Note that because namespace goo is inside of namespace foo, we access g_x as foo::goo::g_x.

In C++17, nested namespaces can also be declared this way:

Namespace aliases

Because typing the fully qualified name of a variable or function inside a nested namespace can be painful, C++ allows you to create namespace aliases, which allow us to temporarily shorten a long sequence of namespaces into something shorter:

One nice advantage of namespace aliases: If you ever want to move the functionality within foo::goo to a different place, you can just update the boo alias to reflect the new destination, rather than having to find/replace every instance of foo::goo.

It’s worth noting that namespaces in C++ were not originally designed as a way to implement an information hierarchy -- they were designed primarily as a mechanism for preventing naming collisions. As evidence of this, note that the entirety of the standard library lives under the singular namespace std:: (with some nested namespaces used for newer library features). Some newer languages (such as C#) differ from C++ in this regard.

In general, you should avoid deeply nested namespaces.

When you should use namespaces

In applications, namespaces can be used to separate application-specific code from code that might be reusable later (e.g. math functions). For example, physical and math functions could go into one namespace (e.g. math::). Language and localization functions in another (e.g. lang::).

When you write a library or code that you want to distribute to others, always place your code inside a namespace. The code your library is used in may not follow best practices -- in such a case, if your library’s declarations aren’t in a namespace, there’s an elevated chance for naming conflicts to occur. As an additional advantage, placing library code inside a namespace also allows the user to see the contents of your library by using their editor’s auto-complete and suggestion feature.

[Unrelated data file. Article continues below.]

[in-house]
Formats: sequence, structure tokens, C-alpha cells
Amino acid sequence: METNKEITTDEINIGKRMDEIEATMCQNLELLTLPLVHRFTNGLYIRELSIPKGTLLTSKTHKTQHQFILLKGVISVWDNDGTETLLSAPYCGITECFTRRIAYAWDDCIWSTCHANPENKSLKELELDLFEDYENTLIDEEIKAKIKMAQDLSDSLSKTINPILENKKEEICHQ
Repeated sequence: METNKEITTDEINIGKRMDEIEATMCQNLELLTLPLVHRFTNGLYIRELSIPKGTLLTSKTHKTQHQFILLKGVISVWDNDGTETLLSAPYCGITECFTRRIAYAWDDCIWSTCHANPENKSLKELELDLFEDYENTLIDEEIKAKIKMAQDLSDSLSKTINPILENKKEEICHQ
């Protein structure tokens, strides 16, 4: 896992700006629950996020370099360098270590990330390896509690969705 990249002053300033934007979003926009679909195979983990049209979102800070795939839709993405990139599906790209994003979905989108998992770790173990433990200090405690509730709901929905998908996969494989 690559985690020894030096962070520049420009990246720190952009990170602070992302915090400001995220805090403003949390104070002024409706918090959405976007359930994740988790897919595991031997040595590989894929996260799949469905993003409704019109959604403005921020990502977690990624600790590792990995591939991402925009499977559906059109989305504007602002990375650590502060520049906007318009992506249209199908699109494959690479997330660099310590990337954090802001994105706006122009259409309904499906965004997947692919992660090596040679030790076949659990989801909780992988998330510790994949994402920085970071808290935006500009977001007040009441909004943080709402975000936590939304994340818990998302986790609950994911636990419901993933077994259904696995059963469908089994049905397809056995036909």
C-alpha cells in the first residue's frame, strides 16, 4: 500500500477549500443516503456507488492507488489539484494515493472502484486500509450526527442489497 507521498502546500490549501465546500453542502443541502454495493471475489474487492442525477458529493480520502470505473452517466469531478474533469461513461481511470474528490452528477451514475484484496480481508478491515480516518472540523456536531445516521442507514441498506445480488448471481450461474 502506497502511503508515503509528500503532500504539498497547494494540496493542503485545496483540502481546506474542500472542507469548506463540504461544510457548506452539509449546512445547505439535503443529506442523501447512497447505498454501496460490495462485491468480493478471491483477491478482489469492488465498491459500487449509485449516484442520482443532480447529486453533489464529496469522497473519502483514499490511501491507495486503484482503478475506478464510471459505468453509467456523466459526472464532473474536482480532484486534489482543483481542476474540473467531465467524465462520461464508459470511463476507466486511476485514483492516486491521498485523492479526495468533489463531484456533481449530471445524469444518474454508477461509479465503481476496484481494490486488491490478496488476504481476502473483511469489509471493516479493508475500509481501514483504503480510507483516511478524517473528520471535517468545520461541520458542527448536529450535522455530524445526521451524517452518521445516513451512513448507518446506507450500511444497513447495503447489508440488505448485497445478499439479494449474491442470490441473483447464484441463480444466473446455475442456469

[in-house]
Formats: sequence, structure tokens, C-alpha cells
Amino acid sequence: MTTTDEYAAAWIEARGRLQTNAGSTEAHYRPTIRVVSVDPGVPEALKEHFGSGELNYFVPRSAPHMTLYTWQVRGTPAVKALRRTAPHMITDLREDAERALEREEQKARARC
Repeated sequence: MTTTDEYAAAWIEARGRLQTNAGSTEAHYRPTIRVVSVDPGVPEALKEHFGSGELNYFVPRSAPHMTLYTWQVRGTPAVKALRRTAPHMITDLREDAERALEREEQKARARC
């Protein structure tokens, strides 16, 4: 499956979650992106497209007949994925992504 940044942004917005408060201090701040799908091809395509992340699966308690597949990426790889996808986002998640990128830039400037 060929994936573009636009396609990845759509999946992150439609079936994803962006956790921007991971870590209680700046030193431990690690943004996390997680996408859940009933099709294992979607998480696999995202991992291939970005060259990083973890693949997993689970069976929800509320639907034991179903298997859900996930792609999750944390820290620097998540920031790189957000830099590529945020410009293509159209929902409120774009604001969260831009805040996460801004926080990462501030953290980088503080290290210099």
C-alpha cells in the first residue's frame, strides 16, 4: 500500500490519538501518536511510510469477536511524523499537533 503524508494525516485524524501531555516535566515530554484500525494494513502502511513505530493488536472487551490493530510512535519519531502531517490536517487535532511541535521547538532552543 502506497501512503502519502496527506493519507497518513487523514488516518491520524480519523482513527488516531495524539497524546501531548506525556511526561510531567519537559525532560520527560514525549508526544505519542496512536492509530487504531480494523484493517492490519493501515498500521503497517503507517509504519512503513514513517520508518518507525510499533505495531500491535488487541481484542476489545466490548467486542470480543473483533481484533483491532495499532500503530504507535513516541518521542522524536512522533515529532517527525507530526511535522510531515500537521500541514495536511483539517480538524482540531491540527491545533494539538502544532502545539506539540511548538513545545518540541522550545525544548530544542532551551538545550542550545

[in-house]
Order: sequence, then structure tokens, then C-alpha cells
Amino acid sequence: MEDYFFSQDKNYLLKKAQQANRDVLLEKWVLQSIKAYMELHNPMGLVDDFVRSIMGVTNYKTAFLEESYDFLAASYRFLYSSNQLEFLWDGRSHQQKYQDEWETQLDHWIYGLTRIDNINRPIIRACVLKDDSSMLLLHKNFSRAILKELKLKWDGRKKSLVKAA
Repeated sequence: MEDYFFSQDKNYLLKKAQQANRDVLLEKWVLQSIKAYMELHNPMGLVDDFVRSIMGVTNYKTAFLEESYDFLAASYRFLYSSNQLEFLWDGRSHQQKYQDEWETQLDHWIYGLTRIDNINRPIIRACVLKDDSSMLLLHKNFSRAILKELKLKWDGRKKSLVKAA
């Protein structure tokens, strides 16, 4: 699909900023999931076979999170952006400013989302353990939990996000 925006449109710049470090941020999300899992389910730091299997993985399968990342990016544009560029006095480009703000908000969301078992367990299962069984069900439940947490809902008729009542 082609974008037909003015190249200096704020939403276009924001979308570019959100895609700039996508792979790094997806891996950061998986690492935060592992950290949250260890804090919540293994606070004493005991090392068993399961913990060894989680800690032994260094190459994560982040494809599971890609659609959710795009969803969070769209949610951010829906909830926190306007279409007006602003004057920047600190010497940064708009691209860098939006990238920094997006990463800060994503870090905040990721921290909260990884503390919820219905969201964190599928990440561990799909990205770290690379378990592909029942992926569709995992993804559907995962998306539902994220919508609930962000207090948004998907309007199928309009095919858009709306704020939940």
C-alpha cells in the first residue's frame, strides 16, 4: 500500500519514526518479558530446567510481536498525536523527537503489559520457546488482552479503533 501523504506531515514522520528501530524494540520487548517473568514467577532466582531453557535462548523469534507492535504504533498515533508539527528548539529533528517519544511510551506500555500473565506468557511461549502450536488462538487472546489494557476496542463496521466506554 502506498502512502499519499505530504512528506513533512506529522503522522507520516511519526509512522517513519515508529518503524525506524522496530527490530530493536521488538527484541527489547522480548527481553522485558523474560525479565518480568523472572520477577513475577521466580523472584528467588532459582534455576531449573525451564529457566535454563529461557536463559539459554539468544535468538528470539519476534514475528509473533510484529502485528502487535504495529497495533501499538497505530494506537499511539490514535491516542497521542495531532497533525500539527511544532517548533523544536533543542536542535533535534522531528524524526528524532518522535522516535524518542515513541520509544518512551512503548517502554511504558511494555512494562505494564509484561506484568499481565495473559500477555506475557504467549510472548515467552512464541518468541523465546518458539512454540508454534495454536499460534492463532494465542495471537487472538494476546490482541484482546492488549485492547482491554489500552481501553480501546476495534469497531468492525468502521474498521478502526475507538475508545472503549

Variables in namespaces

In all of the examples above, we’ve shown functions defined in user-defined namespaces. But namespaces can also contain global variables. You can see examples of this in upcoming lesson %Failed lesson reference, id 9391%.

6.3 -- Local variables and shadowing
6.1 -- Compound statements (blocks)

29 comments to 6.2 — User-defined namespaces

  • TAJ

    This tutorial is really very helpful.Thanks Alex.
    one comment on the header files included in the main.cpp
    User defined header files should be in double quotes(ex: #include "a.h") otherwise compiler will throw an error.

  • stpmazic

    Fantastic tutorial, I'm really enjoying it - thank you very much for sharing your knowledge, Alex. At this point of tutorial, I have a question:

    I followed the examples in this section, and found out everything works fine when using scope resolution operator:

    double dSin = 0.0;
    double dCos = 0.0;

    foo::GetSinCos(30.0, dSin, dCos);

    cout << "The sin is " << dSin << endl;
    cout << "The cos is " << dCos << endl;

    But when I try the "using namespace" keyword method, I get "ambiguous call to overloaded function" error:

    double dSin = 0.0;
    double dCos = 0.0;

    using namespace foo;
    GetSinCos(30.0, dSin, dCos);

    cout << "The sin is " << dSin << endl;
    cout << "The cos is " << dCos << endl;

    Does anyone have an idea why is this happening? Thanks :)

  • marjoonjan

    I'm confused! Consider "cin", for example. It is in the namespace std. Is there any other namespaces with object "cin"? Otherwise, why we need to declare the namespace std::cin.
    In other words, would you please give me an example for two standard objects with the same name in different namespaces? (I mean an object that is not defined by user)

    • He used the 'std::cin' as an example to show you how it works.
      also, while I'm not aware of such colliding cases, it might be possible that custom namespaces have colliding names, and this is when it might come useful.

  • well.. this didn't seem like the hardest section (pointers was a hard concept for someone new to cpp), yet for some reason I cant get this to work!

    I'm also confused that you mention the header files, but then the functions that you use in the header files don't look like simple prototypes, since they have a return statements, they look like full functions ..hmm

    The simplified example is below:

    #ifndef ...etc

     namespace exF{
     bool bX()


    bool bX(){
    return true;}

    so in my main.cpp, I should just be able to use:
    main.cpp :

    #include "header.h"
    int main(){
      if (exF:bX() == true){
        cout << "yay";
    retrun 0;

    but the only error I get is: undefined reference to 'exf::bx()'
    I dont understand why, should we actually be defining the full functions (not just the proto) in the header files now?

    (The rest of this tutorial has been great by the way... Thank you so much for sharing your wealth of knowledge and teaching skills ;) )

  • saini

    my question

     is 'std' namespace a global namespace ?
  • Santhosh

    How to get the out put in GUI for C++ Programing?

  • Anji
    int main(void)

    In this function, the number of arguments is zero

    but in

    int main()

    The number of arguments is not know[infinity].